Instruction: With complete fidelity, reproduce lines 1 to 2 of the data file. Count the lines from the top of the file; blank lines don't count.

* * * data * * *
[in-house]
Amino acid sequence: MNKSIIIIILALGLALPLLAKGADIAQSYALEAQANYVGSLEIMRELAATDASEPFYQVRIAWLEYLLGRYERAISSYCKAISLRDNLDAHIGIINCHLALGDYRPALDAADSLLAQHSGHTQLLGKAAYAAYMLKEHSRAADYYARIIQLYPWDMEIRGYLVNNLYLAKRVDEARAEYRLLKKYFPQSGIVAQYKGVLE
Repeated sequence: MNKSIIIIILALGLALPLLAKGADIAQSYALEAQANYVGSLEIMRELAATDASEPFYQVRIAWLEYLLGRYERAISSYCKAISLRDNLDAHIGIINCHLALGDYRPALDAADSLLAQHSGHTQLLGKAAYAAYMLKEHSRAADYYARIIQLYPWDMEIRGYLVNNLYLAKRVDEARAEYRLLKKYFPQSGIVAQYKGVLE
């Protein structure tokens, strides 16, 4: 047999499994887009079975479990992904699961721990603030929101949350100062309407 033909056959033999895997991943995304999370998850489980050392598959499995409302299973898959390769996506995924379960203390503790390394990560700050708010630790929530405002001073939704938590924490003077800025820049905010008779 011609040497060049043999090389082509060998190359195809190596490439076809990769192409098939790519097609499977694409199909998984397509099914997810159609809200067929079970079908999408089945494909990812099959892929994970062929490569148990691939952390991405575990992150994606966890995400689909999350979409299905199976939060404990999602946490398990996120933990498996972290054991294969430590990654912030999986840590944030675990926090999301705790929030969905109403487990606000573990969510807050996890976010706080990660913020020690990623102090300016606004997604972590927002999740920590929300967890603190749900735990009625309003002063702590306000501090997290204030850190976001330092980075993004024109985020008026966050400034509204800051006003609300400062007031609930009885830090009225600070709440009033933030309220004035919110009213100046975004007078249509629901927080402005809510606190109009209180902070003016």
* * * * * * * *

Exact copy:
[in-house]
Amino acid sequence: MNKSIIIIILALGLALPLLAKGADIAQSYALEAQANYVGSLEIMRELAATDASEPFYQVRIAWLEYLLGRYERAISSYCKAISLRDNLDAHIGIINCHLALGDYRPALDAADSLLAQHSGHTQLLGKAAYAAYMLKEHSRAADYYARIIQLYPWDMEIRGYLVNNLYLAKRVDEARAEYRLLKKYFPQSGIVAQYKGVLE